Introvigne's role in Plinio's war on the "anti-cult movement"  

by Miguel Martinez

This booklet proves that TFP ("Tradition Family and Property") was already upholding the same line of cult apology three years before they found a "sociologist" to make an organization about it.  

In 1985, sexologist Introvigne was still attacking the "Jehovaist cult". In 1987, the sociologist Introvigne published Il reverendo Moon e la Chiesa dell'Unificazione (Elle Di Ci, Leumann, Torino), the first book in his war on the "anti-cult movement". After all, even a recent curriculum (in Libertà religiosa, 'sette' e 'diritto di persecuzione", p. 150) admits that it was only "in the second half of the 1980's" that Introvigne became a specialist in "contemporary 'new religiosity".  

May we suggest that Introvigne's sudden transformation around 1985 had a close relationship to this campaign by T.F.P.? 

There are several reasons for thinking that this was no coincidence. 

First of all, Introvigne's switch-over was not individual: the same symbiotic relationship between AC and Introvigne existed before and after the switch-over. 

And the switch-over involved all of Alleanza Cattolica, which very clearly changed its policy on cults in the same radical manner. 

Secondly, Introvigne's writings can all be read as an extensive series of footnotes confirming the original thesis by "Doctor Plinio" on "cults and brainwashing". However much he may have written, none of his subsequent work shows the slightest deviation from these guidelines.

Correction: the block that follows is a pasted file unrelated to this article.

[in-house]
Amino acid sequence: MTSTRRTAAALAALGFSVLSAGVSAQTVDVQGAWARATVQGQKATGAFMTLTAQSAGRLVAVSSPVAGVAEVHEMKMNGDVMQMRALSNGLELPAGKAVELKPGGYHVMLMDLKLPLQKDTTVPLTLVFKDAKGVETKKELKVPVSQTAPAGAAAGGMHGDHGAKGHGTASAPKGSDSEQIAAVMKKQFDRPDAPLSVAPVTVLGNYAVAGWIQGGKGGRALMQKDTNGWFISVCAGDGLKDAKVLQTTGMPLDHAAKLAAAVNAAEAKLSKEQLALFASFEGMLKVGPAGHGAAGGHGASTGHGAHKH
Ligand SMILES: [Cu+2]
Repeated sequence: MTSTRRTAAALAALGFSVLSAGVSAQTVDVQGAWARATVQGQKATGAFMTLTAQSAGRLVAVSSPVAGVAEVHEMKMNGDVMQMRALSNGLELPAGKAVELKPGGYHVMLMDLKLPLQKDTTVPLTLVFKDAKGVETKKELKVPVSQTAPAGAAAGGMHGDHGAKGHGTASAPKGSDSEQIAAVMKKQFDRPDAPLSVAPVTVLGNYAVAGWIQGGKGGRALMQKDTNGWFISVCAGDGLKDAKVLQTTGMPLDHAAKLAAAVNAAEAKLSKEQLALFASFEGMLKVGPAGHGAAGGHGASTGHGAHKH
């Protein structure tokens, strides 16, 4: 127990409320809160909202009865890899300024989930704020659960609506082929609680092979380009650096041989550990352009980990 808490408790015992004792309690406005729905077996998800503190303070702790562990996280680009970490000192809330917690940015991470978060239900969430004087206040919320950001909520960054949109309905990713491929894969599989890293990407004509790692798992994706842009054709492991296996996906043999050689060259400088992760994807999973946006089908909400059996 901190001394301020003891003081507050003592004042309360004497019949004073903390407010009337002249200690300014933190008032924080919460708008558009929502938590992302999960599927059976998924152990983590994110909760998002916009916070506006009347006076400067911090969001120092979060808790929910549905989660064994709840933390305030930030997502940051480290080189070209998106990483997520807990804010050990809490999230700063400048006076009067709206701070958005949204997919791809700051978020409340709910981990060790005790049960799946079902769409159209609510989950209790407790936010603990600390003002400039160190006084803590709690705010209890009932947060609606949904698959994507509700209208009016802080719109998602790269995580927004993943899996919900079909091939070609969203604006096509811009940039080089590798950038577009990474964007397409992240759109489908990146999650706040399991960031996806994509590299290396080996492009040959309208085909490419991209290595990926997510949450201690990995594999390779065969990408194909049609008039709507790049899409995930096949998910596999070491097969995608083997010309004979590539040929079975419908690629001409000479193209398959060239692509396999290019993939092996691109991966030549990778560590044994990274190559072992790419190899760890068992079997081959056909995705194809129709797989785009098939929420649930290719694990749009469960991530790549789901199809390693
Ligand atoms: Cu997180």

Thirdly, in his more intimate writings in Cristianità, Introvigne quite clearly reveals the strategic nature of cult apology, presenting it as a necessary weapon in the struggle against the "Freudian and Marxist anti-cult movement" and to protect Opus Dei and other groups (T.F.P. is only mentioned rarely) against "persecution".  

(click on the picture to get full size) 

There is nothing unusual in T.F.P. affiliates taking up the "Doctor's" instructions and applying them around the world.

Documents of course may be quoted out of context to design almost any scenario; however I believe I have quoted the documents correctly, in their context and have not missed any important information to the contrary.

Of course publicly available documents are only the last, and the least authentic, step in a long process: crucial decisions are never taken in magazines.

However, the documents which are available seem to confirm a statement repeated by several former members of AC (who by the way were not "socialized" into any "anti-cult substructure"): that Massimo Introvigne decided to found CESNUR as the result of a trip he took to Brazil. Trips to Brazil, as the booklet Tradizione Famiglia Proprietà: Associazione cattolica o setta millenarista? shows, play a very important role in preserving the social cohesion of the organisation.